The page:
I’ve written before about the tragi-comedy of God’s people’s inability to wait. The vignettes are numerous, from the birth of Ishmael, when Abraham and Sarah grew hopeless in waiting for the son God had promised, to Peter’s hotheaded swordsmanship in Gethsemane, unable as he was to wait for God’s own glorious vindication of the promised Messiah, soon to follow. There may be no sharper picture of the challenge of waiting, or the dangers of idolatry, than that offered by the instructions surrounding the collection of manna in the Wilderness. If we can think deeply about their motivations, when Israel responds to God’s manna instructions, we may get a clearer picture of our own idolatries.
As we’ve observed before, God seems to drive his people into helpless situations and then ask them to wait to experience or to collect on his deliverance. Helplessness proves to be good for us. It unveils the Father as the real source of life. It is when we are at the absolute end of all we can do to save or provide for ourselves that we encounter God as our deliverer and our faithful Father.
The picture of a million+ people in this desert with no visible source of food provides just such a situation. Without God in the equation, and they seemed to factor him out like the best math whiz, they were all going to die of starvation.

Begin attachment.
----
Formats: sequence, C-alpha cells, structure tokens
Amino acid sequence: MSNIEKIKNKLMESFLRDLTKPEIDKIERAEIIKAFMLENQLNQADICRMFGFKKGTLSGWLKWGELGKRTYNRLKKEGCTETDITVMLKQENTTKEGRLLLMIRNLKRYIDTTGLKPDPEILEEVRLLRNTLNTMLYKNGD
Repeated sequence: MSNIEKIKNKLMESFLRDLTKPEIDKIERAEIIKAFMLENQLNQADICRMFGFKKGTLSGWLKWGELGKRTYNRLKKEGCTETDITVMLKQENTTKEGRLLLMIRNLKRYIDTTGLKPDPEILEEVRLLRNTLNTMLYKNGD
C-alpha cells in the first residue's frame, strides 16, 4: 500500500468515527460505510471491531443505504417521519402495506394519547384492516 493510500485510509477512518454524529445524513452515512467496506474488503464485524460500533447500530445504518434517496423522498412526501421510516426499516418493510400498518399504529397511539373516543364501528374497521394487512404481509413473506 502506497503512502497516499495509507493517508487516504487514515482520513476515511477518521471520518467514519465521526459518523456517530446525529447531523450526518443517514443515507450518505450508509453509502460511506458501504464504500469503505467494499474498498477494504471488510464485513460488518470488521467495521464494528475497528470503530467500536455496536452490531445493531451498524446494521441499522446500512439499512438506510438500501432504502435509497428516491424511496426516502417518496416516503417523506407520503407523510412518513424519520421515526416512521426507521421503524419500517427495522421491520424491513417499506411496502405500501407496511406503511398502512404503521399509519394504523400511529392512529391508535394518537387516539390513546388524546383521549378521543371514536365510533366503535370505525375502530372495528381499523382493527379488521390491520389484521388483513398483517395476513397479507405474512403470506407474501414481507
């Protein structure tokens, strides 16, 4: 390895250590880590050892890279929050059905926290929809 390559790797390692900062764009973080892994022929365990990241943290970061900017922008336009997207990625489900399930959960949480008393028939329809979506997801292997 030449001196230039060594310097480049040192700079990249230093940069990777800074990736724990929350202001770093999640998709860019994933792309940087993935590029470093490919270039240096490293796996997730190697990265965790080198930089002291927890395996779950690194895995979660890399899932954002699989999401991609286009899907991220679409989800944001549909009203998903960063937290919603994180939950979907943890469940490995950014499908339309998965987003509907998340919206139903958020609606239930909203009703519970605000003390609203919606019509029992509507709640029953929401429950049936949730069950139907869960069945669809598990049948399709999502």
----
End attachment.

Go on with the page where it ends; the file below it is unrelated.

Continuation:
God gives Moses instruction for his people. Manna. Bread. He sends it. They collect it. As much as they need. Every day. Day by day. Simple. Only one stipulation. No hoarding. No over-collecting. No storage. No storage needed! Tomorrow will come, and what they need will be there. Of course, they put this to the test right away, squirreling away a little extra, just in case. (It’s so hard to factor yourself out as an agent of your own deliverance!) But what they found in the morning was a reeking mess, squirming with maggots. Lesson learned, the hard way, as usual.
And just in case proves to be a good tip-off to where some of our idolatries lie.
It’s funny. The very manna they were collecting was the evidence of God’s trustworthiness. They weren’t creatingthe manna, after all, only gathering from the ground the obvious provision of God. But still they could not quiet their instinct toward self-salvation by not hoarding it … just in case.